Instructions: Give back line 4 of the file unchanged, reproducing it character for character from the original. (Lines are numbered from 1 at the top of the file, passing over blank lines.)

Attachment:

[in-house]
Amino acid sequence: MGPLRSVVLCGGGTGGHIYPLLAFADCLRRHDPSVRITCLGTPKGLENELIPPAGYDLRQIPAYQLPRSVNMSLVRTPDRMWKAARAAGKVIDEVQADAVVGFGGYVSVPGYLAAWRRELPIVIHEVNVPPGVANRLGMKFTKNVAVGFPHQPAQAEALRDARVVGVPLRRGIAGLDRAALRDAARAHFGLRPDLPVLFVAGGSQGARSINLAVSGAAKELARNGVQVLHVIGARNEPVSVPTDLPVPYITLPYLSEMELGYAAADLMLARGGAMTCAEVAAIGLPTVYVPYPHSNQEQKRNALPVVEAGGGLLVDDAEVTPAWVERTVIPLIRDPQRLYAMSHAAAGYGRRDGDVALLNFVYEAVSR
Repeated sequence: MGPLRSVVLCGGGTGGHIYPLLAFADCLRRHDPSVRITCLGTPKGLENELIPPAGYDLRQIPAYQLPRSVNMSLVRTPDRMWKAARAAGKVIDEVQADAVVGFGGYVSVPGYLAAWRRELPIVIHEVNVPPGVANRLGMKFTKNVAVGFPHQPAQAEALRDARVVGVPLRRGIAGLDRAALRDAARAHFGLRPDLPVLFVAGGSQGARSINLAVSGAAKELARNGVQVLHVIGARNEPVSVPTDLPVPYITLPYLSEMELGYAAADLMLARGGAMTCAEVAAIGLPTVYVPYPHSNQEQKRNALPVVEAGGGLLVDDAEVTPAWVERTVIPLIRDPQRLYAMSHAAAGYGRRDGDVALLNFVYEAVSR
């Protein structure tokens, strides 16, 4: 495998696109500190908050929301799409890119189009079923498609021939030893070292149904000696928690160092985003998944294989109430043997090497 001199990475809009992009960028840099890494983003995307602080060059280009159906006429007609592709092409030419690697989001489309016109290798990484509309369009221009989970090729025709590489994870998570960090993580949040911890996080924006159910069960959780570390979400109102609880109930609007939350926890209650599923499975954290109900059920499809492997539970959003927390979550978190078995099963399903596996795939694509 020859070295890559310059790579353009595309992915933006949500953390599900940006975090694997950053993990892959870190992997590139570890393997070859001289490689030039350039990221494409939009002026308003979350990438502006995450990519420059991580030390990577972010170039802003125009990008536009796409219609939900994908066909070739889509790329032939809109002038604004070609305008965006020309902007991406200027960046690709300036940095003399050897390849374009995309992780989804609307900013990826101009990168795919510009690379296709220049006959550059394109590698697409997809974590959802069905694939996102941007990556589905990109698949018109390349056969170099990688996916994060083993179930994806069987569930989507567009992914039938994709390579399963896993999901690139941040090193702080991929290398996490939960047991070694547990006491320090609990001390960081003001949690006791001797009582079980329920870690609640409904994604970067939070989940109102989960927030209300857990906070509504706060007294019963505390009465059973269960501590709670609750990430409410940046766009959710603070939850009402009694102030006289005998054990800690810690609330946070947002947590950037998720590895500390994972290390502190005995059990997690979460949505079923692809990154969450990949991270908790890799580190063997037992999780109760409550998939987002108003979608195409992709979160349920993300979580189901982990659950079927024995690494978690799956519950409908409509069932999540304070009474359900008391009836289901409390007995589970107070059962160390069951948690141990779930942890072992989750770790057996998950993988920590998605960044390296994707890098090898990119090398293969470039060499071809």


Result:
């Protein structure tokens, strides 16, 4: 495998696109500190908050929301799409890119189009079923498609021939030893070292149904000696928690160092985003998944294989109430043997090497 001199990475809009992009960028840099890494983003995307602080060059280009159906006429007609592709092409030419690697989001489309016109290798990484509309369009221009989970090729025709590489994870998570960090993580949040911890996080924006159910069960959780570390979400109102609880109930609007939350926890209650599923499975954290109900059920499809492997539970959003927390979550978190078995099963399903596996795939694509 020859070295890559310059790579353009595309992915933006949500953390599900940006975090694997950053993990892959870190992997590139570890393997070859001289490689030039350039990221494409939009002026308003979350990438502006995450990519420059991580030390990577972010170039802003125009990008536009796409219609939900994908066909070739889509790329032939809109002038604004070609305008965006020309902007991406200027960046690709300036940095003399050897390849374009995309992780989804609307900013990826101009990168795919510009690379296709220049006959550059394109590698697409997809974590959802069905694939996102941007990556589905990109698949018109390349056969170099990688996916994060083993179930994806069987569930989507567009992914039938994709390579399963896993999901690139941040090193702080991929290398996490939960047991070694547990006491320090609990001390960081003001949690006791001797009582079980329920870690609640409904994604970067939070989940109102989960927030209300857990906070509504706060007294019963505390009465059973269960501590709670609750990430409410940046766009959710603070939850009402009694102030006289005998054990800690810690609330946070947002947590950037998720590895500390994972290390502190005995059990997690979460949505079923692809990154969450990949991270908790890799580190063997037992999780109760409550998939987002108003979608195409992709979160349920993300979580189901982990659950079927024995690494978690799956519950409908409509069932999540304070009474359900008391009836289901409390007995589970107070059962160390069951948690141990779930942890072992989750770790057996998950993988920590998605960044390296994707890098090898990119090398293969470039060499071809």